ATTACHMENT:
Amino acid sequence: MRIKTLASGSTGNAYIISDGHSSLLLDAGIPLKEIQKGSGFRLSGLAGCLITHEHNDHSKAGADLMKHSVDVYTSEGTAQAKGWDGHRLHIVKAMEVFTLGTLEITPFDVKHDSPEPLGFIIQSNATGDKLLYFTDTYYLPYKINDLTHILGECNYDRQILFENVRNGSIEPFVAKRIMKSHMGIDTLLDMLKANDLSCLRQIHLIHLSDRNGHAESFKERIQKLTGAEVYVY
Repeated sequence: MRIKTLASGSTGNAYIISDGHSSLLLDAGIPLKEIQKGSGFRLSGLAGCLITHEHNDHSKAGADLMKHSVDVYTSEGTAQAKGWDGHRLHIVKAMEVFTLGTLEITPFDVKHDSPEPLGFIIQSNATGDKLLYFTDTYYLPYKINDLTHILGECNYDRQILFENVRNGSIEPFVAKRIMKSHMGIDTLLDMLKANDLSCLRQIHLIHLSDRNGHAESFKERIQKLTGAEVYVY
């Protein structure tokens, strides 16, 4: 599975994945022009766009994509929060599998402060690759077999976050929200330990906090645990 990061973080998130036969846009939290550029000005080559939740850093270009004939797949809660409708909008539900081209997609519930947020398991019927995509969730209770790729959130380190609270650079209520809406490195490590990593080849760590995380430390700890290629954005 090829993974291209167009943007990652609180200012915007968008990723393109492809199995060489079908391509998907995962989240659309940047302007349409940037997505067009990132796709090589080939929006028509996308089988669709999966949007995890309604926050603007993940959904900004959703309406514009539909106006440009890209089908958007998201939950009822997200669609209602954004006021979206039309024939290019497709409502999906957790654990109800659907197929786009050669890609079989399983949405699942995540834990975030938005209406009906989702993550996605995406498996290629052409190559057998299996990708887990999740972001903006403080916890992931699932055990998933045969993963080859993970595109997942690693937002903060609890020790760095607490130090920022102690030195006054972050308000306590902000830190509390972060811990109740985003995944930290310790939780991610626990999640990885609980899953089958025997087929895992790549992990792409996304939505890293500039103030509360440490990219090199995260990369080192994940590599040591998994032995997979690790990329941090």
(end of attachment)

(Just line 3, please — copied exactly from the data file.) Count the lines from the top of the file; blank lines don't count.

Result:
């Protein structure tokens, strides 16, 4: 599975994945022009766009994509929060599998402060690759077999976050929200330990906090645990 990061973080998130036969846009939290550029000005080559939740850093270009004939797949809660409708909008539900081209997609519930947020398991019927995509969730209770790729959130380190609270650079209520809406490195490590990593080849760590995380430390700890290629954005 090829993974291209167009943007990652609180200012915007968008990723393109492809199995060489079908391509998907995962989240659309940047302007349409940037997505067009990132796709090589080939929006028509996308089988669709999966949007995890309604926050603007993940959904900004959703309406514009539909106006440009890209089908958007998201939950009822997200669609209602954004006021979206039309024939290019497709409502999906957790654990109800659907197929786009050669890609079989399983949405699942995540834990975030938005209406009906989702993550996605995406498996290629052409190559057998299996990708887990999740972001903006403080916890992931699932055990998933045969993963080859993970595109997942690693937002903060609890020790760095607490130090920022102690030195006054972050308000306590902000830190509390972060811990109740985003995944930290310790939780991610626990999640990885609980899953089958025997087929895992790549992990792409996304939505890293500039103030509360440490990219090199995260990369080192994940590599040591998994032995997979690790990329941090």